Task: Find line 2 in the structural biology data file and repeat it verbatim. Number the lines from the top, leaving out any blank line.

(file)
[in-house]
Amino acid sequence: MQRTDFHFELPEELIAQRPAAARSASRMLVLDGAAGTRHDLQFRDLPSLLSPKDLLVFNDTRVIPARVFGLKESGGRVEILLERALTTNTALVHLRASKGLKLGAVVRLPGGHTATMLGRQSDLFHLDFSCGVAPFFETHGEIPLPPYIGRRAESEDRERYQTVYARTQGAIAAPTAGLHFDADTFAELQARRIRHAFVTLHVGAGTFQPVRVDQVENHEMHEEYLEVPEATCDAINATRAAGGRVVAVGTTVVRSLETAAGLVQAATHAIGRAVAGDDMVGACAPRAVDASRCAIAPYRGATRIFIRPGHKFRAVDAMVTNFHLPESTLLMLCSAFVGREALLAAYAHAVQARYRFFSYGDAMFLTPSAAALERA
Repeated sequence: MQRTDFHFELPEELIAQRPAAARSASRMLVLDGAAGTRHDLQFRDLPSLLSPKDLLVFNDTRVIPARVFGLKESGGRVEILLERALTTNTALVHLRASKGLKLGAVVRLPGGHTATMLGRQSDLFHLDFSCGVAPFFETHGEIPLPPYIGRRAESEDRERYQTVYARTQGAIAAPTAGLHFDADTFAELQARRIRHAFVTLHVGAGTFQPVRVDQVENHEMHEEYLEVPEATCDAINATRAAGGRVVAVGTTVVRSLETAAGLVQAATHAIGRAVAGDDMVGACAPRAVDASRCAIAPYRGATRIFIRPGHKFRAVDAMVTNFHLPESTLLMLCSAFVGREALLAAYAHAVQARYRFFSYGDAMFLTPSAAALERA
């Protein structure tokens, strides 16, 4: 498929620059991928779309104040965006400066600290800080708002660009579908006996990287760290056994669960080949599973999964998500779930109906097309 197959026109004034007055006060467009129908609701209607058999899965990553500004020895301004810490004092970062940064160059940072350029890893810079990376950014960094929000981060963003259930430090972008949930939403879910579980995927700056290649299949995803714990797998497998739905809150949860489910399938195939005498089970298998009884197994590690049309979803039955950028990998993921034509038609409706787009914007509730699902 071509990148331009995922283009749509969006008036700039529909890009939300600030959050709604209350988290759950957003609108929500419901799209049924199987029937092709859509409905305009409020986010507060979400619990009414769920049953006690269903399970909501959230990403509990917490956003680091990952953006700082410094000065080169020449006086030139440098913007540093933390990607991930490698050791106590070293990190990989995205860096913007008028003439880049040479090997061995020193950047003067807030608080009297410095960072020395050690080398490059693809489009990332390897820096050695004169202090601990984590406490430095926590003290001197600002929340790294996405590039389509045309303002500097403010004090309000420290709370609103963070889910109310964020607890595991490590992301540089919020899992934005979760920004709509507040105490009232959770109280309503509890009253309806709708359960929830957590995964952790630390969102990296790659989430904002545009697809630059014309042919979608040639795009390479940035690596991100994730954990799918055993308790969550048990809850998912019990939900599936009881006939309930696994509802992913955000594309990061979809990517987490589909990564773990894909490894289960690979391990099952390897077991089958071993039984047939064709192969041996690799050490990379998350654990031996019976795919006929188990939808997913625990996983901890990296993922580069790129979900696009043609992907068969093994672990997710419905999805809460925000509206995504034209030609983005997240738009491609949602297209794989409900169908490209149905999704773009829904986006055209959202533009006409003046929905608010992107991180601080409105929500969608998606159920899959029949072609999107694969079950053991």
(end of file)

Amino acid sequence: MQRTDFHFELPEELIAQRPAAARSASRMLVLDGAAGTRHDLQFRDLPSLLSPKDLLVFNDTRVIPARVFGLKESGGRVEILLERALTTNTALVHLRASKGLKLGAVVRLPGGHTATMLGRQSDLFHLDFSCGVAPFFETHGEIPLPPYIGRRAESEDRERYQTVYARTQGAIAAPTAGLHFDADTFAELQARRIRHAFVTLHVGAGTFQPVRVDQVENHEMHEEYLEVPEATCDAINATRAAGGRVVAVGTTVVRSLETAAGLVQAATHAIGRAVAGDDMVGACAPRAVDASRCAIAPYRGATRIFIRPGHKFRAVDAMVTNFHLPESTLLMLCSAFVGREALLAAYAHAVQARYRFFSYGDAMFLTPSAAALERA